The acronym to describe the gay community — LGBT — is most often four letters, but “I” wants to be included, too. So does “A.” And “Q.”
Some of the letters even have multiple meanings: “Q” can be questioning or queer. “A” for asexual or ally.
That makes it complicated to determine the most inclusive acronym. And it raises questions: How many letters can be included without any one part losing emphasis? In what order should they be? When, if ever, do you stop adding?
And as our understanding of identity grows, will we ever get it right?
Just look at our recent history: In the 1960s, both men and women were called gay. In the 1970s, more women preferred to be called lesbians. In the 1990s, bisexual gained recognition — though disagreement resulted about whether to start the acronym with L or G. Eventually, transgender became widely used.
And queer — once a derogatory term in the ’60s and ’70s — has a younger generation reclaiming it as a positive word, dismaying some of the now-older generation.
So, we turned to five leaders in the LGBT community (that’s the style the Inquirer and Daily News follows), to ask what they consider the ideal acronym:
“LGBT stands for the majority of our community, the vast majority, and we thought that was a good acronym to go with and stand by. … There comes a point where you’ve got to say, ‘When does adding things stop?’ I mean, eventually you’ll add the whole alphabet.”
Temple offers a student guide
to LGBTQIA life, an acronym that’s been used since it was published several years ago. The university also uses a plus sign to represent other identities, such as pansexual. “We want to try to be as inclusive as possible.”
“I know the correct one, which is LGBTQIA, but I still like LGBTQ.” No matter how many identities are in the acronym, he said, the goal is the same. “Everyone is fighting the same struggle. We want to be included, and we want to be respected. That’s it.”
There is no ideal acronym.
“The diversity of acronyms reflects the vibrant diversity of thought about what our communities should look like. Inclusion is our byword, and if that requires more or different letters, I’m all for it. But I would never box us in by saying that any particular acronym could express this diversity.”
“The power of the term queer is that it really underscores the fact that sexual identities are not just about sex acts or who we have sex with,.” Queer means having multiple identities — not just one such as gay, bisexual, or lesbian — and embracing “a world in which all people can be accepted and valued for their difference.”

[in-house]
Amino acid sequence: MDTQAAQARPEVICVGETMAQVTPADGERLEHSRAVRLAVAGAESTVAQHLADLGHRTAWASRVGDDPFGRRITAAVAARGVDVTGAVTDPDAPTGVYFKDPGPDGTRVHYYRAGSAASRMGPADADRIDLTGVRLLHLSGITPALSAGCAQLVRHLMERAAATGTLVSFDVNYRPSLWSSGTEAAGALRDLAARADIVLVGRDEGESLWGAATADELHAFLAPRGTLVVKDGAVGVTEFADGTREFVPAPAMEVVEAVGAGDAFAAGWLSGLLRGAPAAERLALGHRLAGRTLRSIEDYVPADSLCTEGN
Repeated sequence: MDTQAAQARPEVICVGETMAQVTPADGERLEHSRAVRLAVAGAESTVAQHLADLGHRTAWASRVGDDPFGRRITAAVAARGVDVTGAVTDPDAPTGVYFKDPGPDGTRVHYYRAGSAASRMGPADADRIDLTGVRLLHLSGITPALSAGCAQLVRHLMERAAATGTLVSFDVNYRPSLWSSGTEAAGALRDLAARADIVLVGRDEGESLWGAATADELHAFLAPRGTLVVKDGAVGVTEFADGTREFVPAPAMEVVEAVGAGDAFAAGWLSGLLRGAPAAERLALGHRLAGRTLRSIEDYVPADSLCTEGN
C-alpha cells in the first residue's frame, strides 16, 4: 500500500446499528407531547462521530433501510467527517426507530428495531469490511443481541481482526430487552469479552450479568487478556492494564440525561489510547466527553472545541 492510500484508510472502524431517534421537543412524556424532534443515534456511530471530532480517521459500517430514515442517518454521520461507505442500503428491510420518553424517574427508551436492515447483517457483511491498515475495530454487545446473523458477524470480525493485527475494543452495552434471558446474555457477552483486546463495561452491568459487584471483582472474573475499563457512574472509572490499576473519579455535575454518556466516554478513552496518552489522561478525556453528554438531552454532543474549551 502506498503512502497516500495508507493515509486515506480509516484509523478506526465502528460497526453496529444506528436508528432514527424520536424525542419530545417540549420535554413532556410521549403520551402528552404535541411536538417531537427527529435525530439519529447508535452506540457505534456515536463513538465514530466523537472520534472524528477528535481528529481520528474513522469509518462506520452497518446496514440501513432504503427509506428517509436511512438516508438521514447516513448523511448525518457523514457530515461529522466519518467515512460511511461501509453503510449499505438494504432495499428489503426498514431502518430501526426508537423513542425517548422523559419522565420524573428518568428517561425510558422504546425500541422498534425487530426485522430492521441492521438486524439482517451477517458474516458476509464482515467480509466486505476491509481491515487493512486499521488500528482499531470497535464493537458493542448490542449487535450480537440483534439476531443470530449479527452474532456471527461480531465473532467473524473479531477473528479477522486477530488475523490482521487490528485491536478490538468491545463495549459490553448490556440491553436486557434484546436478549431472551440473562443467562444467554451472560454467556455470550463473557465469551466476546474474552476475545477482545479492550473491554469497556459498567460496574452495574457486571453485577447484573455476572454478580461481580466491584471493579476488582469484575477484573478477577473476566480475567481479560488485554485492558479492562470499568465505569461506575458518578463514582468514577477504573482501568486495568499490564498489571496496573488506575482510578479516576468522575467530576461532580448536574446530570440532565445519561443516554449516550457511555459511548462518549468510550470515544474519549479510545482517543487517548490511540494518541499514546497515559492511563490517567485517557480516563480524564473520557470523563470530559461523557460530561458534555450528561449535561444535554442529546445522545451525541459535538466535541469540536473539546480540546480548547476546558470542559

A glossary of the letters typically used, according to Temple’s guide and a list from the University of California Davis:
Lesbian – An identity for women who are primarily attracted romantically, erotically, or emotionally to other women.
Gay – An identity for men who are primarily emotionally, physically, or sexually attracted to some other men.
Bisexual – An identity for people who are sexually, erotically, or emotionally attracted to others of the same, or different, sex or gender.
Transgender – A broad umbrella term that can be used to describe people whose gender expression is non-conforming or whose gender identity is different from their sex assigned at birth. Transgender people may or may not choose to alter their bodies hormonally or surgically.
Queer – An umbrella term used to describe a sexual orientation or gender identity or gender expression that does not conform to heteronormative society. While it is used as a neutral, even positive term among many LGBTQ people today, historically it has been negative and can still be considered derogatory by some.
Questioning – The process of exploring one’s own gender identity, gender expression, or sexual orientation.
Intersex – A general term used for a person born with reproductive or sexual anatomy that doesn’t seem to fit the typical definitions of female or male.
Asexual – An identity that describes individuals who primarily experience little or no sexual attraction but may experience emotional or romantic attraction.
Ally – A person who supports and respects members of the LGBTQ community.
Pansexual – Used to describe people who have romantic, sexual or affectional desire for people of all genders and sexes.